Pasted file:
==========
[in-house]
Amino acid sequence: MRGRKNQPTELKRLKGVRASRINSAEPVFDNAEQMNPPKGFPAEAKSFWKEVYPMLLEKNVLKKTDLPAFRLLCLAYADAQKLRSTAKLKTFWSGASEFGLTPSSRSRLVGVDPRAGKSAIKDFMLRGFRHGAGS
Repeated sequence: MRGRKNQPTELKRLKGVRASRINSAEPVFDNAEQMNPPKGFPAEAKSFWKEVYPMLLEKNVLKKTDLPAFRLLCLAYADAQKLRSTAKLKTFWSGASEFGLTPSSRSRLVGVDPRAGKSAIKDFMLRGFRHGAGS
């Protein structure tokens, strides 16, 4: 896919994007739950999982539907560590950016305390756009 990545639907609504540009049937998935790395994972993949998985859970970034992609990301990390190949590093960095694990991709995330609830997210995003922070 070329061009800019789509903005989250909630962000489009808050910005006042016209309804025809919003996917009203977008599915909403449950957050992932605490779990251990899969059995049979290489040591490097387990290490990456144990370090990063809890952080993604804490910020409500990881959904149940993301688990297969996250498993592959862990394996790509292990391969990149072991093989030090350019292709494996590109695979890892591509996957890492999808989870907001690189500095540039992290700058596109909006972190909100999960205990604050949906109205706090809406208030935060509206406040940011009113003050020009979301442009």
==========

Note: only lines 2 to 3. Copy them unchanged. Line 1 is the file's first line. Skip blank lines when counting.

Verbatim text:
Amino acid sequence: MRGRKNQPTELKRLKGVRASRINSAEPVFDNAEQMNPPKGFPAEAKSFWKEVYPMLLEKNVLKKTDLPAFRLLCLAYADAQKLRSTAKLKTFWSGASEFGLTPSSRSRLVGVDPRAGKSAIKDFMLRGFRHGAGS
Repeated sequence: MRGRKNQPTELKRLKGVRASRINSAEPVFDNAEQMNPPKGFPAEAKSFWKEVYPMLLEKNVLKKTDLPAFRLLCLAYADAQKLRSTAKLKTFWSGASEFGLTPSSRSRLVGVDPRAGKSAIKDFMLRGFRHGAGS